The rise of extremist populism in the world’s established democracies, especially in Europe, will be the focus of a Lawrence University Povolny Lecture Series in International Studies address.
Christian Jensen, assistant professor of political science at the University of Nevada, Las Vegas, presents “Shedding Light More Light on Post-Cold War Populism, its Consequences and Institutional Context” Monday, April 9 at 7:30 p.m. in the Wriston Art Center auditorium. The event is free and open to the public.
Jensen will frame his remarks around three people with connections to Lawrence: former President Nathan Pusey and two former government professors, Mojmir Povolny and William Riker.
In the decades since the end of the Cold Ward, a wave of populism has swept both over both sides of the Atlantic, although Jensen says populism’s appeal in wealthy, industrialized democracies is inconsistent. It varies significantly from country to country in both its electoral success and the political consequences of that success.
While the rise populist extremism in Europe may be alarming, Jensen says it’s not new. He argues that institutions governing elections and government formation significantly constrain the prospects for extremist parties and those institutions perform best in their roles limiting extremism when principled leaders take stands against populism.
A 1992 Lawrence graduate, Jensen is a scholar of democratic institutions and political parties, with particular expertise on the politics of the European Union. He joined the political science department at UNLV in 2012 after seven years teaching at the University of Iowa. He also has spent time in Germany as a visiting scholar at the University of Mannheim and the University of Duisburg-Essen.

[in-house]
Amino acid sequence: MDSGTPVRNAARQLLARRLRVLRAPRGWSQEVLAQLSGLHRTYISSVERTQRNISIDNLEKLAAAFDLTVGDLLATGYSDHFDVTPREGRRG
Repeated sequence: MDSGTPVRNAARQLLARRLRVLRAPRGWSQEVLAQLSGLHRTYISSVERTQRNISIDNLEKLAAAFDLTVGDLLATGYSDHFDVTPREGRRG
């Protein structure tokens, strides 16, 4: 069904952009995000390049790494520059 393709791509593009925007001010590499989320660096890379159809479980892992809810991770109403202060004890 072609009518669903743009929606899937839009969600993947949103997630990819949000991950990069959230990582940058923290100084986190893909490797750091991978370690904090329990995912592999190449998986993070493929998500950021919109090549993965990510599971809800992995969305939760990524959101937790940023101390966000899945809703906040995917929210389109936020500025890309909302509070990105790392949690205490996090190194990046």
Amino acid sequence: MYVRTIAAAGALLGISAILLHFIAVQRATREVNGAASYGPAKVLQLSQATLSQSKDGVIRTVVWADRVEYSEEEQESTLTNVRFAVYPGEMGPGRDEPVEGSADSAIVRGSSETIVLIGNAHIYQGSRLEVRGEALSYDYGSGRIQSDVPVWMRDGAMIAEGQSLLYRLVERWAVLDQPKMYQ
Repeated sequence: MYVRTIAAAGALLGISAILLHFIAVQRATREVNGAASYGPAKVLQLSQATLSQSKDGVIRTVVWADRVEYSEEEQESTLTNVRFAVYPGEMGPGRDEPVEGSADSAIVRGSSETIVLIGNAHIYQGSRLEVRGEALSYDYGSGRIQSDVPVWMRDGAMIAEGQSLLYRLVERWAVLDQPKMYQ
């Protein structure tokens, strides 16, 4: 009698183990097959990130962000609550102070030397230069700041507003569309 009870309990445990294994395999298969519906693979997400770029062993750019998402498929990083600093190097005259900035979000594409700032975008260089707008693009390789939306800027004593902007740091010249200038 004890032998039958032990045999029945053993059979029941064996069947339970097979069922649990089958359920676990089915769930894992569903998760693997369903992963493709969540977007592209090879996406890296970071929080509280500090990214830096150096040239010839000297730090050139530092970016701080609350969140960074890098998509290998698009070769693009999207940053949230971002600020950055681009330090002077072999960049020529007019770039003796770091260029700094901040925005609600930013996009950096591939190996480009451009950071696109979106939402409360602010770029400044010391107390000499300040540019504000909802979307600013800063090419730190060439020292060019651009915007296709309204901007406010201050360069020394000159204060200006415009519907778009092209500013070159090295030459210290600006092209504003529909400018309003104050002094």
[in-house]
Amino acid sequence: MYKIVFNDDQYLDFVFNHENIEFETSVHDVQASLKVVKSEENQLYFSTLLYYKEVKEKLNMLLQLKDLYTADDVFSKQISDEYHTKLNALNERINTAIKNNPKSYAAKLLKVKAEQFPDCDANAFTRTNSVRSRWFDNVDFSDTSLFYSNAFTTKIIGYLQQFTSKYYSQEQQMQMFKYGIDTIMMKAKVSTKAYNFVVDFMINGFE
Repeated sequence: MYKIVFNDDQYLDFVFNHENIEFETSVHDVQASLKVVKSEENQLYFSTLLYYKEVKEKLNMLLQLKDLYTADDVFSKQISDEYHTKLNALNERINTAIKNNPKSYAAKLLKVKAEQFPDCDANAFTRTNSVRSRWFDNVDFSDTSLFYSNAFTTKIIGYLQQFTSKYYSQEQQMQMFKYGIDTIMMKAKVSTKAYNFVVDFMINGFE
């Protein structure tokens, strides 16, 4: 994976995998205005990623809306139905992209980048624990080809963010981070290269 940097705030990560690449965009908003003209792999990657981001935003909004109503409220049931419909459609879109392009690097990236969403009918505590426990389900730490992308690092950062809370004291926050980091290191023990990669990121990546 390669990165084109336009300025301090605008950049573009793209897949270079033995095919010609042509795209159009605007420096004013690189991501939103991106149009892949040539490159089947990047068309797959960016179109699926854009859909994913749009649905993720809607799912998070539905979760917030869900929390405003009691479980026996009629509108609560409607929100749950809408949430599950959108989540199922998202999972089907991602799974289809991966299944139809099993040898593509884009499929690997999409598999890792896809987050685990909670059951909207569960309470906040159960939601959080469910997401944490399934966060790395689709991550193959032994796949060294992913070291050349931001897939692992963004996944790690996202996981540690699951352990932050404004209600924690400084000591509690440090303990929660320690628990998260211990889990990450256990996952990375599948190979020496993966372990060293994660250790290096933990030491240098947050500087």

He earned a master’s degree at American University and a Ph.D. at UCLA.
Jensen’s appearance is part of the Povolny Lecture Series in International Studies. The Povolny Lecture Series, named in honor of long-time Lawrence government professor Mojmir Povolny, promotes interest and discussion on issues of moral significance and ethical dimensions
About Lawrence University
Founded in 1847, Lawrence University uniquely integrates a college of liberal arts and sciences with a nationally recognized conservatory of music, both devoted exclusively to undergraduate education. It was selected for inclusion in the book “Colleges That Change Lives: 40 Schools That Will Change the Way You Think About College.” Engaged learning, the development of multiple interests and community outreach are central to the Lawrence experience. Lawrence draws its 1,500 students from nearly every state and more than 50 countries.